Machete’s Guide Gear Talk – SAFARI Fly Rods (cont’d)
Last time we left off discussing what rod weights are preferred for Dolly fishing at our second camp, SAFARI. Now we will talk about what is in my mind the main attraction of our remote wilderness camp on the rugged coast of the Pacific side of the Alaska Peninsula: ocean-fresh salmon.
The triumvirate of chrome
Most of the fly fishing for salmon will occur within spitting distance of the Pacific Ocean. Needless to say, these fish are equipped with all of their saltwater reserves of energy when we find them in the tidal flat just below our camp. Many will still be clad in their chrome plated ocean armor, and after having just returned from their trans Pacific voyage at sea they do not take kindly to having a fly dangled in their face. The culmination of these conditions can create some out of this world fishing.
Even more notable is the beach fishing where, when the conditions cooperate, we chase pods to schools of often chrome-bright salmon up and down a sandy shoreline casting directly in the salt water. Sometimes the action is fast paced – cast, strip, set, land, chase, repeat. Other times enormous schools of salmon, usually pinks, slowly creep along the coastline. Catch rates can verge on ridiculous. Your focus may eventually drift, forgetting that you’re actually fly fishing in Alaska; when the sun is bright and the seas are calm, the backdrop is more reminiscent of a pristine Polynesian coastline.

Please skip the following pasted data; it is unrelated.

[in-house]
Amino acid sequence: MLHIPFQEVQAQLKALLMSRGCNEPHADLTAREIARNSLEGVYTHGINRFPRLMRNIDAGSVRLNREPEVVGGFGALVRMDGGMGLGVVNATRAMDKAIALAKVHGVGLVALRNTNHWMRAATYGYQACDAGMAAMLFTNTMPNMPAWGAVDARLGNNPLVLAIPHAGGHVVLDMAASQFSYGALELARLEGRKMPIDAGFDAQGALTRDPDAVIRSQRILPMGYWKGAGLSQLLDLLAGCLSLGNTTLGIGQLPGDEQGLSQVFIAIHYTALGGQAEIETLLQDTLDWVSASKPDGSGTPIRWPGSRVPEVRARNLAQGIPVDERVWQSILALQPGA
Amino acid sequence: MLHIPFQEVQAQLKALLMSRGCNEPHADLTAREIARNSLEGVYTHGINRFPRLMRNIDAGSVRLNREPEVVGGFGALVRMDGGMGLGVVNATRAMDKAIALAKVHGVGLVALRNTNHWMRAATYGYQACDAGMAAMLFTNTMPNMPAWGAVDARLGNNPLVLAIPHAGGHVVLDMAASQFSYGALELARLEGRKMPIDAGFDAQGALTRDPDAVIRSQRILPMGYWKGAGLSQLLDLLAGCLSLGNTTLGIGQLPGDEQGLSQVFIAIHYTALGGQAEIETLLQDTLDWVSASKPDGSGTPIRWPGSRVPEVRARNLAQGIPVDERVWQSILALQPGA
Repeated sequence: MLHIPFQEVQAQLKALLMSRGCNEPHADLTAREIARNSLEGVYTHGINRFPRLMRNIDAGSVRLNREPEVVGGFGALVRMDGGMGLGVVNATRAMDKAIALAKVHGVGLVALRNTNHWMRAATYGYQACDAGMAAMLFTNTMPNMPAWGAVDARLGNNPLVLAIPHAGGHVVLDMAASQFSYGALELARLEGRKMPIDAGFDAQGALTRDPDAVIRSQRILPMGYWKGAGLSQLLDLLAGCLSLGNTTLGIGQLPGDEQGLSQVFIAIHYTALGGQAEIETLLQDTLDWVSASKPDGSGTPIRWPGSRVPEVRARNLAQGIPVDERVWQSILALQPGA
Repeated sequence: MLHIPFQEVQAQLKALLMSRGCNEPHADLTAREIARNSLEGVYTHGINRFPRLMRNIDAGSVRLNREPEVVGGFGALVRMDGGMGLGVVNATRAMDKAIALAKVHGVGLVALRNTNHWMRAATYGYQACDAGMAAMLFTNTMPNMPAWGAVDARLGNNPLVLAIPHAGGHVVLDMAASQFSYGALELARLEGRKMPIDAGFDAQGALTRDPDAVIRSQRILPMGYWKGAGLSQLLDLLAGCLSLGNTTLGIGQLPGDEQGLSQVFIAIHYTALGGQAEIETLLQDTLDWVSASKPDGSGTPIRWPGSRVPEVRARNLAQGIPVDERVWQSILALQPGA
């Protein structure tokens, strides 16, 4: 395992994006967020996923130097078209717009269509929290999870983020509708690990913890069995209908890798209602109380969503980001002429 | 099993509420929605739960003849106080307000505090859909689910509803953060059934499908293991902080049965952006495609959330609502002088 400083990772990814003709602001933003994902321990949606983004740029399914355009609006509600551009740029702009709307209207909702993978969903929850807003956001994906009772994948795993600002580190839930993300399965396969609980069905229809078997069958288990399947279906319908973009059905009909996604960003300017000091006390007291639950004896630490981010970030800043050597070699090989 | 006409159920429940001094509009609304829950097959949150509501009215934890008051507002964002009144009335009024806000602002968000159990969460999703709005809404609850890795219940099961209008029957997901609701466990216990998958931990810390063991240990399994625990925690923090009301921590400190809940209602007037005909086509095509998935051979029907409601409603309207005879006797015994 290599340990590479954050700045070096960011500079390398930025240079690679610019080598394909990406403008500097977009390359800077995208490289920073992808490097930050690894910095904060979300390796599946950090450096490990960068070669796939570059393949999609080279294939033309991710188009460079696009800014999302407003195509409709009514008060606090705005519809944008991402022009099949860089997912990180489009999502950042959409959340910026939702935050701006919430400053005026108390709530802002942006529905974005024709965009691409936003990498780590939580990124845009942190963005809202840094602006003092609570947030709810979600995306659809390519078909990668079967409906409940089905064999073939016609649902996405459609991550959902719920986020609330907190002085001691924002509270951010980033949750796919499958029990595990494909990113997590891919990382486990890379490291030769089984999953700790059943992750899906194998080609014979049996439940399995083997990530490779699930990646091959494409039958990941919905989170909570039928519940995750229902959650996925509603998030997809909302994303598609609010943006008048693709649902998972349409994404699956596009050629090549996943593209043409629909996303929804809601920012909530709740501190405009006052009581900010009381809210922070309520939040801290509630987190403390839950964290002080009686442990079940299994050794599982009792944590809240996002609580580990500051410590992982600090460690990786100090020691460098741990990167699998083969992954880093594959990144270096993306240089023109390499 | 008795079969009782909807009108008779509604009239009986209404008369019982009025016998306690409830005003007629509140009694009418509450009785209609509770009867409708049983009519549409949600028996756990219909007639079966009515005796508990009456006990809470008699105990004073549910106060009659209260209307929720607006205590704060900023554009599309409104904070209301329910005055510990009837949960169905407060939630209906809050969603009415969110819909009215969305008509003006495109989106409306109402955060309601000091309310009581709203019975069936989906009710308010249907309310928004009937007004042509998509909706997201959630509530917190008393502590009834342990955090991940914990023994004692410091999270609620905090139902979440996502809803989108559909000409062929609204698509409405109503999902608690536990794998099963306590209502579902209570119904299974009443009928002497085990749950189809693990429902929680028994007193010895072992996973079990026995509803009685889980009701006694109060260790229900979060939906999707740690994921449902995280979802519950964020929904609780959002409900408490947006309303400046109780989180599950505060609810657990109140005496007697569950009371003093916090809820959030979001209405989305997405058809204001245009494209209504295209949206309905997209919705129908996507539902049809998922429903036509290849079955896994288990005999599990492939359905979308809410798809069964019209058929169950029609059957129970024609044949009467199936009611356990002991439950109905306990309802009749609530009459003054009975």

A good salmon rod
The most important consideration for selecting a good salmon rod is backbone. You will need to leverage an incredible amount of pressure on a hot salmon in order to turn and subdue the fish. The recommended rod weight for salmon at our SAFARI camp is an 8 wt. This is a great all around big fish stick. It brings enough muscle to handle the larger specimens of chum and silver salmon while not being too overkill for the smaller pinks.
Today most larger rod weights come with a fighting butt on the end of the reel seat. This is a must have. Even for 6 wt rod considerations I would always opt for this feature when considering a setup for a week of fly fishing in Alaska. You are going to jam the butt of your rod into your lower abdomen to apply maximum pressure on a runaway salmon during the course of the fight. That cushioned fighting butt will allow you to do so without causing too much physical discomfort.
One last critical consideration to make are the number of rod pieces. Today most rods are a standard 4 piece configuration. This is absolutely preferable to the alternative 2 or 3 piece rod configuration. This will not only make traveling to and from our camp much easier, but will also allow for your rod to be loaded into and out of the cargo compartment with much greater ease on the days that we go heli-fishing.
As was mentioned in the beginning of the rod review talk for SAFARI camp, the rod choices are much more simple when compared to our first camp. Basically it breaks down to an 8 wt and 6 wt. This represents the divergence between targeting larger species of salmon to hunting for trout-sized Dolly Varden. These recommendations are also reflected on the official gear list, which you can view here. So that covers the bases for someone with a standard 9 ft single hand rod, but what about a two handed rod?
Check back in for a continuing discussion for anyone interested in spey rod considerations for our SAFARI camp.
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